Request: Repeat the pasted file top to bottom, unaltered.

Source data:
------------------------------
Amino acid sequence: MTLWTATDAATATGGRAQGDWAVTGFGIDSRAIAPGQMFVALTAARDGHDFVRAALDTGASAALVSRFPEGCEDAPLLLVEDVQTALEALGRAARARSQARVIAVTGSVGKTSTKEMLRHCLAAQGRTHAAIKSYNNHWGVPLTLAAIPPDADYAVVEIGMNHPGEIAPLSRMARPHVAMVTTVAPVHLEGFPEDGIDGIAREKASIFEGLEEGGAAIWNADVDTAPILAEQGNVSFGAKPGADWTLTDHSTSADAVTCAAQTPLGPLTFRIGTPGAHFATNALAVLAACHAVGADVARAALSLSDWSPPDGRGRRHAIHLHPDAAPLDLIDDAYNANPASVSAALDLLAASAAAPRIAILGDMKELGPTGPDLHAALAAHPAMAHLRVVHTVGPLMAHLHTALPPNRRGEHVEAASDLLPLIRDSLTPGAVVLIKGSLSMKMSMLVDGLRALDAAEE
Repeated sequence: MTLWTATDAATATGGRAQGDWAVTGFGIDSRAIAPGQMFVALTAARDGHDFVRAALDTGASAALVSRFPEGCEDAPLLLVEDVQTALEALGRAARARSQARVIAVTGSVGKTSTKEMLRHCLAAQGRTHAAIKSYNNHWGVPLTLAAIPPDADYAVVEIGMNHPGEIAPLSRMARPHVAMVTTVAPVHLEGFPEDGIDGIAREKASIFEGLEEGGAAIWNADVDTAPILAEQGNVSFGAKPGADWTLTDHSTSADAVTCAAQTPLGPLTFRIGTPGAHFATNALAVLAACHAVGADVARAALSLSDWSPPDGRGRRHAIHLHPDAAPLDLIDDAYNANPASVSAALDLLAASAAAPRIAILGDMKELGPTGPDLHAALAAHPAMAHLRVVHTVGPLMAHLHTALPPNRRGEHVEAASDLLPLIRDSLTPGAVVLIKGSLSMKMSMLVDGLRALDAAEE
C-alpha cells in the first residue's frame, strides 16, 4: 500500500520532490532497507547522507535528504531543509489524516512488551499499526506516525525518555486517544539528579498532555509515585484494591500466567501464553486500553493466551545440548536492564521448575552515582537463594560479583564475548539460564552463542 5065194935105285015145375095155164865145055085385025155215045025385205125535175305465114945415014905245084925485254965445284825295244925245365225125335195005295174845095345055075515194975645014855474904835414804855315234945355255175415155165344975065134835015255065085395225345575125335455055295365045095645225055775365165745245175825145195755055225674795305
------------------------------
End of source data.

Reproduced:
Amino acid sequence: MTLWTATDAATATGGRAQGDWAVTGFGIDSRAIAPGQMFVALTAARDGHDFVRAALDTGASAALVSRFPEGCEDAPLLLVEDVQTALEALGRAARARSQARVIAVTGSVGKTSTKEMLRHCLAAQGRTHAAIKSYNNHWGVPLTLAAIPPDADYAVVEIGMNHPGEIAPLSRMARPHVAMVTTVAPVHLEGFPEDGIDGIAREKASIFEGLEEGGAAIWNADVDTAPILAEQGNVSFGAKPGADWTLTDHSTSADAVTCAAQTPLGPLTFRIGTPGAHFATNALAVLAACHAVGADVARAALSLSDWSPPDGRGRRHAIHLHPDAAPLDLIDDAYNANPASVSAALDLLAASAAAPRIAILGDMKELGPTGPDLHAALAAHPAMAHLRVVHTVGPLMAHLHTALPPNRRGEHVEAASDLLPLIRDSLTPGAVVLIKGSLSMKMSMLVDGLRALDAAEE
Repeated sequence: MTLWTATDAATATGGRAQGDWAVTGFGIDSRAIAPGQMFVALTAARDGHDFVRAALDTGASAALVSRFPEGCEDAPLLLVEDVQTALEALGRAARARSQARVIAVTGSVGKTSTKEMLRHCLAAQGRTHAAIKSYNNHWGVPLTLAAIPPDADYAVVEIGMNHPGEIAPLSRMARPHVAMVTTVAPVHLEGFPEDGIDGIAREKASIFEGLEEGGAAIWNADVDTAPILAEQGNVSFGAKPGADWTLTDHSTSADAVTCAAQTPLGPLTFRIGTPGAHFATNALAVLAACHAVGADVARAALSLSDWSPPDGRGRRHAIHLHPDAAPLDLIDDAYNANPASVSAALDLLAASAAAPRIAILGDMKELGPTGPDLHAALAAHPAMAHLRVVHTVGPLMAHLHTALPPNRRGEHVEAASDLLPLIRDSLTPGAVVLIKGSLSMKMSMLVDGLRALDAAEE
C-alpha cells in the first residue's frame, strides 16, 4: 500500500520532490532497507547522507535528504531543509489524516512488551499499526506516525525518555486517544539528579498532555509515585484494591500466567501464553486500553493466551545440548536492564521448575552515582537463594560479583564475548539460564552463542 5065194935105285015145375095155164865145055085385025155215045025385205125535175305465114945415014905245084925485254965445284825295244925245365225125335195005295174845095345055075515194975645014855474904835414804855315234945355255175415155165344975065134835015255065085395225345575125335455055295365045095645225055775365165745245175825145195755055225674795305